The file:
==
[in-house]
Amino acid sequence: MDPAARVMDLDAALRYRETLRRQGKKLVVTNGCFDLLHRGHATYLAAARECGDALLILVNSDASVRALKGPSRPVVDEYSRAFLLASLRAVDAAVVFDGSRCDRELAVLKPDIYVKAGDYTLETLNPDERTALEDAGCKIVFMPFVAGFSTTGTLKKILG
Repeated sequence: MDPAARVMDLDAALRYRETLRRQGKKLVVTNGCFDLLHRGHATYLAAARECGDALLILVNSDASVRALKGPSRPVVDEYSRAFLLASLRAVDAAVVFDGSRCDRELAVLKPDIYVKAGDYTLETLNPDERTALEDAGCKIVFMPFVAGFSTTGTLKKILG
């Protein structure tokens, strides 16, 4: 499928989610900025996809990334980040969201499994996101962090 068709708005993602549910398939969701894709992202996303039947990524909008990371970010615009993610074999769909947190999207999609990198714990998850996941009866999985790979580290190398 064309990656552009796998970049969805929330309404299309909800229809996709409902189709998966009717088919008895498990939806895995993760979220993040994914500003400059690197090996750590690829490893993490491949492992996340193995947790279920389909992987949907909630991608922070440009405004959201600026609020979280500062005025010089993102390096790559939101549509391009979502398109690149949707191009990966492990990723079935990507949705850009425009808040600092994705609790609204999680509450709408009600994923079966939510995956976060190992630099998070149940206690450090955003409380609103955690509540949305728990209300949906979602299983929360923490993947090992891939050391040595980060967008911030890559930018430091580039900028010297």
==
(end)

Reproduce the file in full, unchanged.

[in-house]
Amino acid sequence: MDPAARVMDLDAALRYRETLRRQGKKLVVTNGCFDLLHRGHATYLAAARECGDALLILVNSDASVRALKGPSRPVVDEYSRAFLLASLRAVDAAVVFDGSRCDRELAVLKPDIYVKAGDYTLETLNPDERTALEDAGCKIVFMPFVAGFSTTGTLKKILG
Repeated sequence: MDPAARVMDLDAALRYRETLRRQGKKLVVTNGCFDLLHRGHATYLAAARECGDALLILVNSDASVRALKGPSRPVVDEYSRAFLLASLRAVDAAVVFDGSRCDRELAVLKPDIYVKAGDYTLETLNPDERTALEDAGCKIVFMPFVAGFSTTGTLKKILG
């Protein structure tokens, strides 16, 4: 499928989610900025996809990334980040969201499994996101962090 068709708005993602549910398939969701894709992202996303039947990524909008990371970010615009993610074999769909947190999207999609990198714990998850996941009866999985790979580290190398 064309990656552009796998970049969805929330309404299309909800229809996709409902189709998966009717088919008895498990939806895995993760979220993040994914500003400059690197090996750590690829490893993490491949492992996340193995947790279920389909992987949907909630991608922070440009405004959201600026609020979280500062005025010089993102390096790559939101549509391009979502398109690149949707191009990966492990990723079935990507949705850009425009808040600092994705609790609204999680509450709408009600994923079966939510995956976060190992630099998070149940206690450090955003409380609103955690509540949305728990209300949906979602299983929360923490993947090992891939050391040595980060967008911030890559930018430091580039900028010297």